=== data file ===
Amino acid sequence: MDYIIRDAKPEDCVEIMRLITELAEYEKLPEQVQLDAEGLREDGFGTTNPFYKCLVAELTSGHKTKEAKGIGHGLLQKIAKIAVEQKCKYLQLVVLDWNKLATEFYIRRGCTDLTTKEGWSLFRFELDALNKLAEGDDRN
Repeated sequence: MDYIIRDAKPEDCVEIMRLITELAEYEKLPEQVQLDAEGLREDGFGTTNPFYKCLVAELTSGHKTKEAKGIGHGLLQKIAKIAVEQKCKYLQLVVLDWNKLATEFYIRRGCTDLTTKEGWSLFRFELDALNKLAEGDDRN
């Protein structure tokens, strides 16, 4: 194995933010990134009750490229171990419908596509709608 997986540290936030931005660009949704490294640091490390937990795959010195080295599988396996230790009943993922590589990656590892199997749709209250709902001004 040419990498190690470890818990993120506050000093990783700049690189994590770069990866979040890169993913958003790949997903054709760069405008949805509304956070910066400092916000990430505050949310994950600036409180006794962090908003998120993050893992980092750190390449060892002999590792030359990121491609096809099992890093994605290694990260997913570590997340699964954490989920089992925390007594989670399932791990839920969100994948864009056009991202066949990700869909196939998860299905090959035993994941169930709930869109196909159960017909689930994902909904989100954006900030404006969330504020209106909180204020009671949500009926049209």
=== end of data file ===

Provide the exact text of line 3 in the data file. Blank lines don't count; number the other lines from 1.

């Protein structure tokens, strides 16, 4: 194995933010990134009750490229171990419908596509709608 997986540290936030931005660009949704490294640091490390937990795959010195080295599988396996230790009943993922590589990656590892199997749709209250709902001004 040419990498190690470890818990993120506050000093990783700049690189994590770069990866979040890169993913958003790949997903054709760069405008949805509304956070910066400092916000990430505050949310994950600036409180006794962090908003998120993050893992980092750190390449060892002999590792030359990121491609096809099992890093994605290694990260997913570590997340699964954490989920089992925390007594989670399932791990839920969100994948864009056009991202066949990700869909196939998860299905090959035993994941169930709930869109196909159960017909689930994902909904989100954006900030404006969330504020209106909180204020009671949500009926049209």